76 ◾ PRAGMATIC Security Metrics
It is curious that so little has been said on what we feel is such an extremely
important topic. Sure, there are some rather academic reasons why the accountants
might prefer net present value over payback period when assessing the projected
value of security investments, but in practical terms and in some situations, pay-
back period may have redeeming qualities that make it the more valuable security
metric. Other security metrics books belabor the diﬀerences between ordinal and
cardinal numbers or metrics, measurements, and measures, but few information
security practitioners truly understand or even care much about such arcane details,
valid as they are. We simply need relevant, useful information in order to manage
and deliver adequate information security while our managers and other stakehold-
ers are clamoring for assurance that we have things under control.
e bottom line is that very few organizations today would claim to have eﬀec-
tive and comprehensive information security metrics. Security metrics are arguably
the capstone for an information security management system,* the ﬁnal piece of the
puzzle that locks all the others ﬁrmly in place.
Absent good information security metrics, we are ﬂying blind.
We deﬁne metametrics,
like metadata, as information about metrics, including
metrics about metrics (e.g., “number of metrics supporting the information security
management system” qualiﬁes as a metametric). Metametrics include descriptions
of metrics (e.g., most metrics catalogs consist of records for each metric containing
ﬁelds such as scope, purpose, parameters, sources, and calculations: these are all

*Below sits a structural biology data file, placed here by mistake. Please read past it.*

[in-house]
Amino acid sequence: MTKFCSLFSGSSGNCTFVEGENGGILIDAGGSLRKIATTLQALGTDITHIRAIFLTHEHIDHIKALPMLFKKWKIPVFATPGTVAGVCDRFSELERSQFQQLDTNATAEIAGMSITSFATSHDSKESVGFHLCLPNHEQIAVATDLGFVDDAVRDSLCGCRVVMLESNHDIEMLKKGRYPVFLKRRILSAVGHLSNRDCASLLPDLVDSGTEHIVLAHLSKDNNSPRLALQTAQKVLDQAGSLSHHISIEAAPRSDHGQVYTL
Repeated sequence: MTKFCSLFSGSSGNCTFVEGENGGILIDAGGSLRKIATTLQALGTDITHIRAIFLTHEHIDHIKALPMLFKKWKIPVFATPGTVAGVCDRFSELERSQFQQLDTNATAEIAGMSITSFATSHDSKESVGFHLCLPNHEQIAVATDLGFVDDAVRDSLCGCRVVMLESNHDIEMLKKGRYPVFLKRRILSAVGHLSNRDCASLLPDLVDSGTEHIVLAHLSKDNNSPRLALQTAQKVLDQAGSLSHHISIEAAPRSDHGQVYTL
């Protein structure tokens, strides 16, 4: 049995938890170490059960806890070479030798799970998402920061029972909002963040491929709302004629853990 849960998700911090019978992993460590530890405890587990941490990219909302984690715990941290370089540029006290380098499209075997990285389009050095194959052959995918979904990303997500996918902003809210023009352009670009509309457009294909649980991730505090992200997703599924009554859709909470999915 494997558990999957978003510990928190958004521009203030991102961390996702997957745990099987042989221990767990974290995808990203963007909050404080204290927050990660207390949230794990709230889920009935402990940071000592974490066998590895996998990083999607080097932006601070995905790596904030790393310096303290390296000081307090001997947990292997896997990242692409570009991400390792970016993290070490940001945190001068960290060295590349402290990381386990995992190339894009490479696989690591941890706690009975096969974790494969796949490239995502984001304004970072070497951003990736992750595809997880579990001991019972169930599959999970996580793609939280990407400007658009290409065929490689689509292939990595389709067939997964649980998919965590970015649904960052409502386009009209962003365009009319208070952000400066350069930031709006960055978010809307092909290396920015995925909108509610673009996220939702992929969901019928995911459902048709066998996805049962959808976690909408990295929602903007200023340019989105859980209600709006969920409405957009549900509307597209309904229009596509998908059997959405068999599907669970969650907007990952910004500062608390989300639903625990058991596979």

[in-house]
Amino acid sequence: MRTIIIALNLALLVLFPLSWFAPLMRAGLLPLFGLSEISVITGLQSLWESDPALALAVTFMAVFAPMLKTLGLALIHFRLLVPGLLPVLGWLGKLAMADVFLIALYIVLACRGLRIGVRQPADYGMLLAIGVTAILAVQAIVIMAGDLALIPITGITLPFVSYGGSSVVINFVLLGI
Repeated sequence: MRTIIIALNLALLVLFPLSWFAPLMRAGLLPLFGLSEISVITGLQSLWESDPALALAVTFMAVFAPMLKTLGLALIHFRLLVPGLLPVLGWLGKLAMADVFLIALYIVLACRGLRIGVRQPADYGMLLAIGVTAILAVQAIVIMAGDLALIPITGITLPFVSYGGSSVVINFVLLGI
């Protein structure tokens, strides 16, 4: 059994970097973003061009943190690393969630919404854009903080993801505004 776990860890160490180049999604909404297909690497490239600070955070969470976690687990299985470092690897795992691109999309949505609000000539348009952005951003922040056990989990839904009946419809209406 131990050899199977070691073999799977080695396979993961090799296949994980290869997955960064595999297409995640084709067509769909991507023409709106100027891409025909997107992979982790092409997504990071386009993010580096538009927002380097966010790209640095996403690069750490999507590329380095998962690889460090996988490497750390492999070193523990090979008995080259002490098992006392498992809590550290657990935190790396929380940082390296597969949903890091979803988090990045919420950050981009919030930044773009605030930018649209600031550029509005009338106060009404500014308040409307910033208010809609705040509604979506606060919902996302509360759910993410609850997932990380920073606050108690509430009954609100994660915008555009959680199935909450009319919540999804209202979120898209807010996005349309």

metametrics). In exactly the same way that information security metrics are used to
measure, manage, and improve the security controls and, hence, the security man-
agement system, metametrics help us measure, manage, and improve our metrics
and, hence, the measurement system.
Metametrics are used
◾ As indicators of the relative worth or value of each metric when considering
various options and choosing the best metrics for the measurement system
(see Chapter 8)
Even ISO/IEC JTC1/SC27, the international committee of highly experienced, competent,
and well-respected information security experts responsible for the ISO27k standards, strug-
gles with security metrics. Just look at ISO/IEC 27004 to see what we mean! It’s all very well
in theory, but how do we actually use it?
Stefani and Xenos (2009) used the term “metametric” in relation to choosing good eCom-
merce metrics, noting “Meta-metrics represent diﬀerent aspects of the measurement procedure
like automation, measurement issues and reliability of provided measures.” We have simply
contracted the term.